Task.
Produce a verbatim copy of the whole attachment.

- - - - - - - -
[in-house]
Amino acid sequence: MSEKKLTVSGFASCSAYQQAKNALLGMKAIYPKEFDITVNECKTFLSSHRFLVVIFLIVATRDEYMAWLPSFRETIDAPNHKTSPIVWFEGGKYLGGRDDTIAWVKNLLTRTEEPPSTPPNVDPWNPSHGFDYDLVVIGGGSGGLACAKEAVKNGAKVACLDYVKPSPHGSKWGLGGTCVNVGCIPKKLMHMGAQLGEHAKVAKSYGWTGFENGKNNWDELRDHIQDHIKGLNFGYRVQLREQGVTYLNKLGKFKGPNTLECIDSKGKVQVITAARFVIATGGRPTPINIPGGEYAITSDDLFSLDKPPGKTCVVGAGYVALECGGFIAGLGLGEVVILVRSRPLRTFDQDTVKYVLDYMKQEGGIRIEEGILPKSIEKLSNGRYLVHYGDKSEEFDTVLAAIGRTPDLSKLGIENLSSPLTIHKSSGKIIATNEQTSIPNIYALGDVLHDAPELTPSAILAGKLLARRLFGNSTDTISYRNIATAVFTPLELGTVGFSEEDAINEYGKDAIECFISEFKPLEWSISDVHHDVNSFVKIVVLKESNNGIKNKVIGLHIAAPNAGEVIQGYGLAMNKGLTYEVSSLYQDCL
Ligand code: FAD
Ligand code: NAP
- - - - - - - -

[in-house]
Amino acid sequence: MSEKKLTVSGFASCSAYQQAKNALLGMKAIYPKEFDITVNECKTFLSSHRFLVVIFLIVATRDEYMAWLPSFRETIDAPNHKTSPIVWFEGGKYLGGRDDTIAWVKNLLTRTEEPPSTPPNVDPWNPSHGFDYDLVVIGGGSGGLACAKEAVKNGAKVACLDYVKPSPHGSKWGLGGTCVNVGCIPKKLMHMGAQLGEHAKVAKSYGWTGFENGKNNWDELRDHIQDHIKGLNFGYRVQLREQGVTYLNKLGKFKGPNTLECIDSKGKVQVITAARFVIATGGRPTPINIPGGEYAITSDDLFSLDKPPGKTCVVGAGYVALECGGFIAGLGLGEVVILVRSRPLRTFDQDTVKYVLDYMKQEGGIRIEEGILPKSIEKLSNGRYLVHYGDKSEEFDTVLAAIGRTPDLSKLGIENLSSPLTIHKSSGKIIATNEQTSIPNIYALGDVLHDAPELTPSAILAGKLLARRLFGNSTDTISYRNIATAVFTPLELGTVGFSEEDAINEYGKDAIECFISEFKPLEWSISDVHHDVNSFVKIVVLKESNNGIKNKVIGLHIAAPNAGEVIQGYGLAMNKGLTYEVSSLYQDCL
Ligand code: FAD
Ligand code: NAP